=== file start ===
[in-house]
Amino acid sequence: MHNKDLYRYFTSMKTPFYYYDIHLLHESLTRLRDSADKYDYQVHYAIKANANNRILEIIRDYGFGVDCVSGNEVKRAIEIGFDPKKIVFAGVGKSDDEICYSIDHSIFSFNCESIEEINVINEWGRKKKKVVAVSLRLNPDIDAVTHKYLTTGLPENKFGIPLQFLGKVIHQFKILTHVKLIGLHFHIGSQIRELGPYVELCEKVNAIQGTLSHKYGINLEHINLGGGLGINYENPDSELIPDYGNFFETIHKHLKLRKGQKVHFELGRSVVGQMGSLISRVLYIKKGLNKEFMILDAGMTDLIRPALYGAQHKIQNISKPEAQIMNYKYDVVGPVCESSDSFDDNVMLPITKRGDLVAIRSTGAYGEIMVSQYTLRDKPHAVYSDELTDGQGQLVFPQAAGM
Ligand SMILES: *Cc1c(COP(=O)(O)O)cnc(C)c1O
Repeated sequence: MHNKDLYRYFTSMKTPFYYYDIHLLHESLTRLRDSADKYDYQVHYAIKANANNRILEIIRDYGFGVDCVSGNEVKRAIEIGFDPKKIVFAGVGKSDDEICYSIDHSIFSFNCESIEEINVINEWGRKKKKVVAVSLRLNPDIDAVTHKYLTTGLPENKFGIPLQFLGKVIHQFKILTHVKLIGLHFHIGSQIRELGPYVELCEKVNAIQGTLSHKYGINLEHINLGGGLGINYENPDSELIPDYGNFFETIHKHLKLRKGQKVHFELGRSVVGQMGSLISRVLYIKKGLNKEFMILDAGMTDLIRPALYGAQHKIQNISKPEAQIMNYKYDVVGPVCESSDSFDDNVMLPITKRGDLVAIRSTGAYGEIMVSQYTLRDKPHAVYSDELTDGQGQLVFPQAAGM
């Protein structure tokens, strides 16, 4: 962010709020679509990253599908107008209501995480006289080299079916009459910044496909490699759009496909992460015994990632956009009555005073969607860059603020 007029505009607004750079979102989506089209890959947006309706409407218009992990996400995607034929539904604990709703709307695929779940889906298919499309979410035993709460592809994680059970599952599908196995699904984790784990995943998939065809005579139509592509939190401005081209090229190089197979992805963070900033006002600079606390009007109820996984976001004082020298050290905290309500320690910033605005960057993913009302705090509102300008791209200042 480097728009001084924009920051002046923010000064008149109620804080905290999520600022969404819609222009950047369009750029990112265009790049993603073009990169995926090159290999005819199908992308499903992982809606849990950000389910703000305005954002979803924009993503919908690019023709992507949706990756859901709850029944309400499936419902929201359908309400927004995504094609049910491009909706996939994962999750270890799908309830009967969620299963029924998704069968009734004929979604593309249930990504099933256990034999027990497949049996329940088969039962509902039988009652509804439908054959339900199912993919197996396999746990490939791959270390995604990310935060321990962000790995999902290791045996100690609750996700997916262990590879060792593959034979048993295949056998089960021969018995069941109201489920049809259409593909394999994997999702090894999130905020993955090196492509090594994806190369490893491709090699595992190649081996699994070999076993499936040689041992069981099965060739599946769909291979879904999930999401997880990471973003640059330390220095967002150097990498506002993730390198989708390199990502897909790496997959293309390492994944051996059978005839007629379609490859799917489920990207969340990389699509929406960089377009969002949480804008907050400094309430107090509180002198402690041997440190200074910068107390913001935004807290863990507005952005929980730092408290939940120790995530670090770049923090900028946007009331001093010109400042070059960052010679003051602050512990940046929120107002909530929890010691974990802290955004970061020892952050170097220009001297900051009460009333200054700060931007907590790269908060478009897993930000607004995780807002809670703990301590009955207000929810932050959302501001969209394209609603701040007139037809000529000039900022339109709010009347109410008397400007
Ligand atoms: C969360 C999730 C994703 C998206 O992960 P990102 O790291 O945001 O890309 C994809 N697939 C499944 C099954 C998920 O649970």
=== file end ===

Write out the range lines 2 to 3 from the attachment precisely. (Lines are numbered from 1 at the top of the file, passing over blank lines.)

Amino acid sequence: MHNKDLYRYFTSMKTPFYYYDIHLLHESLTRLRDSADKYDYQVHYAIKANANNRILEIIRDYGFGVDCVSGNEVKRAIEIGFDPKKIVFAGVGKSDDEICYSIDHSIFSFNCESIEEINVINEWGRKKKKVVAVSLRLNPDIDAVTHKYLTTGLPENKFGIPLQFLGKVIHQFKILTHVKLIGLHFHIGSQIRELGPYVELCEKVNAIQGTLSHKYGINLEHINLGGGLGINYENPDSELIPDYGNFFETIHKHLKLRKGQKVHFELGRSVVGQMGSLISRVLYIKKGLNKEFMILDAGMTDLIRPALYGAQHKIQNISKPEAQIMNYKYDVVGPVCESSDSFDDNVMLPITKRGDLVAIRSTGAYGEIMVSQYTLRDKPHAVYSDELTDGQGQLVFPQAAGM
Ligand SMILES: *Cc1c(COP(=O)(O)O)cnc(C)c1O